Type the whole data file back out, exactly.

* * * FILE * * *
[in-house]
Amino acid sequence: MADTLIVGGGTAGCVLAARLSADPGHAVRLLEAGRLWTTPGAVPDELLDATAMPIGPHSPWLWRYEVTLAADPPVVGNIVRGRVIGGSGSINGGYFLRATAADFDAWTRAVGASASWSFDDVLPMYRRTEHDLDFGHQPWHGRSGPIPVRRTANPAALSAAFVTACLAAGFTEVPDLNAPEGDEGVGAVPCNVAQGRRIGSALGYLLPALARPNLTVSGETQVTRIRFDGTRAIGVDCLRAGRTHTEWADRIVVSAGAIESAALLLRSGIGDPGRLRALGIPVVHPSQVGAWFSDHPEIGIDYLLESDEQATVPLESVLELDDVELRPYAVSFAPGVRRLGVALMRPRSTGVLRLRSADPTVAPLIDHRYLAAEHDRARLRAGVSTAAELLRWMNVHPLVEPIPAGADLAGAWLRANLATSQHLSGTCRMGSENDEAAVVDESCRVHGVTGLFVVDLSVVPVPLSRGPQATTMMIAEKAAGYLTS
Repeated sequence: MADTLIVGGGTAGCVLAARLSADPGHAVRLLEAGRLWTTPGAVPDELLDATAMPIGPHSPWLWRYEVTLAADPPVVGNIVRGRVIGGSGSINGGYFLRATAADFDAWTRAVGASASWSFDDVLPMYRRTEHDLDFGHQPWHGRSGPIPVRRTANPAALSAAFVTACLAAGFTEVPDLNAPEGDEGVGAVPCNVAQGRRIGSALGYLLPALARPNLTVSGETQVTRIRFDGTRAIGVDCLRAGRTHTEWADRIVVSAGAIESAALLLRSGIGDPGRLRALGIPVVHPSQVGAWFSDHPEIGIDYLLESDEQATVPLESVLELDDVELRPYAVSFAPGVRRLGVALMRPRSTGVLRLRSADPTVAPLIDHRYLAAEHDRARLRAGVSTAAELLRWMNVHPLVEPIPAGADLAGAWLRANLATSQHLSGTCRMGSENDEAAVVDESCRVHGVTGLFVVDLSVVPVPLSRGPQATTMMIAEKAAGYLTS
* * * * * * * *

[in-house]
Amino acid sequence: MADTLIVGGGTAGCVLAARLSADPGHAVRLLEAGRLWTTPGAVPDELLDATAMPIGPHSPWLWRYEVTLAADPPVVGNIVRGRVIGGSGSINGGYFLRATAADFDAWTRAVGASASWSFDDVLPMYRRTEHDLDFGHQPWHGRSGPIPVRRTANPAALSAAFVTACLAAGFTEVPDLNAPEGDEGVGAVPCNVAQGRRIGSALGYLLPALARPNLTVSGETQVTRIRFDGTRAIGVDCLRAGRTHTEWADRIVVSAGAIESAALLLRSGIGDPGRLRALGIPVVHPSQVGAWFSDHPEIGIDYLLESDEQATVPLESVLELDDVELRPYAVSFAPGVRRLGVALMRPRSTGVLRLRSADPTVAPLIDHRYLAAEHDRARLRAGVSTAAELLRWMNVHPLVEPIPAGADLAGAWLRANLATSQHLSGTCRMGSENDEAAVVDESCRVHGVTGLFVVDLSVVPVPLSRGPQATTMMIAEKAAGYLTS
Repeated sequence: MADTLIVGGGTAGCVLAARLSADPGHAVRLLEAGRLWTTPGAVPDELLDATAMPIGPHSPWLWRYEVTLAADPPVVGNIVRGRVIGGSGSINGGYFLRATAADFDAWTRAVGASASWSFDDVLPMYRRTEHDLDFGHQPWHGRSGPIPVRRTANPAALSAAFVTACLAAGFTEVPDLNAPEGDEGVGAVPCNVAQGRRIGSALGYLLPALARPNLTVSGETQVTRIRFDGTRAIGVDCLRAGRTHTEWADRIVVSAGAIESAALLLRSGIGDPGRLRALGIPVVHPSQVGAWFSDHPEIGIDYLLESDEQATVPLESVLELDDVELRPYAVSFAPGVRRLGVALMRPRSTGVLRLRSADPTVAPLIDHRYLAAEHDRARLRAGVSTAAELLRWMNVHPLVEPIPAGADLAGAWLRANLATSQHLSGTCRMGSENDEAAVVDESCRVHGVTGLFVVDLSVVPVPLSRGPQATTMMIAEKAAGYLTS